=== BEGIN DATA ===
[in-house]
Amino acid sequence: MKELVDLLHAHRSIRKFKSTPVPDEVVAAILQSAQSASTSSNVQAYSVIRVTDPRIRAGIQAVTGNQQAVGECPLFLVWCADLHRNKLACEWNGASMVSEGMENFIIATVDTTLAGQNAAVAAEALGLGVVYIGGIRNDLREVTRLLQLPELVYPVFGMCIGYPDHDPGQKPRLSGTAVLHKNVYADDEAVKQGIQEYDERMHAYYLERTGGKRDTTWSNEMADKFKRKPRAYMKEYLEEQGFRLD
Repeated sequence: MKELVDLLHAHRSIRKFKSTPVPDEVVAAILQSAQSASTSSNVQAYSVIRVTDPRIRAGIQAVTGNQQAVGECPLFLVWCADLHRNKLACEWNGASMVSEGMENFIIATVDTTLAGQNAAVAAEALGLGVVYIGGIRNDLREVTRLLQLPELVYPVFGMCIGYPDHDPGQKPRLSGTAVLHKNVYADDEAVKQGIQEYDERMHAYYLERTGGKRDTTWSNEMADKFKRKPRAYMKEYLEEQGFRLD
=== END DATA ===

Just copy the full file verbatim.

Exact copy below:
[in-house]
Amino acid sequence: MKELVDLLHAHRSIRKFKSTPVPDEVVAAILQSAQSASTSSNVQAYSVIRVTDPRIRAGIQAVTGNQQAVGECPLFLVWCADLHRNKLACEWNGASMVSEGMENFIIATVDTTLAGQNAAVAAEALGLGVVYIGGIRNDLREVTRLLQLPELVYPVFGMCIGYPDHDPGQKPRLSGTAVLHKNVYADDEAVKQGIQEYDERMHAYYLERTGGKRDTTWSNEMADKFKRKPRAYMKEYLEEQGFRLD
Repeated sequence: MKELVDLLHAHRSIRKFKSTPVPDEVVAAILQSAQSASTSSNVQAYSVIRVTDPRIRAGIQAVTGNQQAVGECPLFLVWCADLHRNKLACEWNGASMVSEGMENFIIATVDTTLAGQNAAVAAEALGLGVVYIGGIRNDLREVTRLLQLPELVYPVFGMCIGYPDHDPGQKPRLSGTAVLHKNVYADDEAVKQGIQEYDERMHAYYLERTGGKRDTTWSNEMADKFKRKPRAYMKEYLEEQGFRLD